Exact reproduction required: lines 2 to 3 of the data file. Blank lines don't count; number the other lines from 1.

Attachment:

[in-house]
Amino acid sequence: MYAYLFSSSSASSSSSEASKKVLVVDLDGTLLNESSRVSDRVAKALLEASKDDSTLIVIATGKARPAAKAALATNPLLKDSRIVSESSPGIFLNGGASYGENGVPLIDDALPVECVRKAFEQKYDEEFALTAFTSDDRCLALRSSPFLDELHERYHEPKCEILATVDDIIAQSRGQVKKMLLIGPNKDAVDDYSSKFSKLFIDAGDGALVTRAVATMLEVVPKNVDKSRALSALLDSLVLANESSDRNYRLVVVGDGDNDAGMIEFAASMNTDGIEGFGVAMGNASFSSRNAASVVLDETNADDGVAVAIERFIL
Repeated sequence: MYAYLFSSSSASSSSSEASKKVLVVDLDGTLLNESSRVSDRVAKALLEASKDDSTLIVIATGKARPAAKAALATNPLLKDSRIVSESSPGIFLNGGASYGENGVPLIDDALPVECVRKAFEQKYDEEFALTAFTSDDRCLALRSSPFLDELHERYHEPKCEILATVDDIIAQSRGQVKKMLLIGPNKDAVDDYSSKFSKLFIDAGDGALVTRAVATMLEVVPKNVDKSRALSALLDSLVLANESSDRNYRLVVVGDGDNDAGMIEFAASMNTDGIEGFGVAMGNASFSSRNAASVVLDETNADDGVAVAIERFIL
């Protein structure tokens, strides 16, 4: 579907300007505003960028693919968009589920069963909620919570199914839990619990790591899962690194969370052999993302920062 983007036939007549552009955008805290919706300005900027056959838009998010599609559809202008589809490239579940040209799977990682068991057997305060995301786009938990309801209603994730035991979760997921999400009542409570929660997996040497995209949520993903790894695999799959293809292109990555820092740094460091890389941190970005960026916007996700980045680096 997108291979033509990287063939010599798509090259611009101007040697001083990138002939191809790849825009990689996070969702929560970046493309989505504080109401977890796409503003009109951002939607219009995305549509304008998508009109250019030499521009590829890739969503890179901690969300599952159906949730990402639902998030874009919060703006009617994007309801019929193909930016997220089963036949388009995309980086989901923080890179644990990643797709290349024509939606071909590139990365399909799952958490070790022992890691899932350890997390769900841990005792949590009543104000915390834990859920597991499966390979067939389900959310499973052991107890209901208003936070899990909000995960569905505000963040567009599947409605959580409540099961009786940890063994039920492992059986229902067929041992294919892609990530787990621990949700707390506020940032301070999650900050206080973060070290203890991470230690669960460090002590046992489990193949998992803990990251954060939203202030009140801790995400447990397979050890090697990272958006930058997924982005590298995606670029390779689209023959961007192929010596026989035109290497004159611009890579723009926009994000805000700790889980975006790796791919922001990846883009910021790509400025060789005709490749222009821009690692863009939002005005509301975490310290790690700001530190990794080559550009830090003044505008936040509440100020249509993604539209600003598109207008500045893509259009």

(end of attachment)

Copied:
Amino acid sequence: MYAYLFSSSSASSSSSEASKKVLVVDLDGTLLNESSRVSDRVAKALLEASKDDSTLIVIATGKARPAAKAALATNPLLKDSRIVSESSPGIFLNGGASYGENGVPLIDDALPVECVRKAFEQKYDEEFALTAFTSDDRCLALRSSPFLDELHERYHEPKCEILATVDDIIAQSRGQVKKMLLIGPNKDAVDDYSSKFSKLFIDAGDGALVTRAVATMLEVVPKNVDKSRALSALLDSLVLANESSDRNYRLVVVGDGDNDAGMIEFAASMNTDGIEGFGVAMGNASFSSRNAASVVLDETNADDGVAVAIERFIL
Repeated sequence: MYAYLFSSSSASSSSSEASKKVLVVDLDGTLLNESSRVSDRVAKALLEASKDDSTLIVIATGKARPAAKAALATNPLLKDSRIVSESSPGIFLNGGASYGENGVPLIDDALPVECVRKAFEQKYDEEFALTAFTSDDRCLALRSSPFLDELHERYHEPKCEILATVDDIIAQSRGQVKKMLLIGPNKDAVDDYSSKFSKLFIDAGDGALVTRAVATMLEVVPKNVDKSRALSALLDSLVLANESSDRNYRLVVVGDGDNDAGMIEFAASMNTDGIEGFGVAMGNASFSSRNAASVVLDETNADDGVAVAIERFIL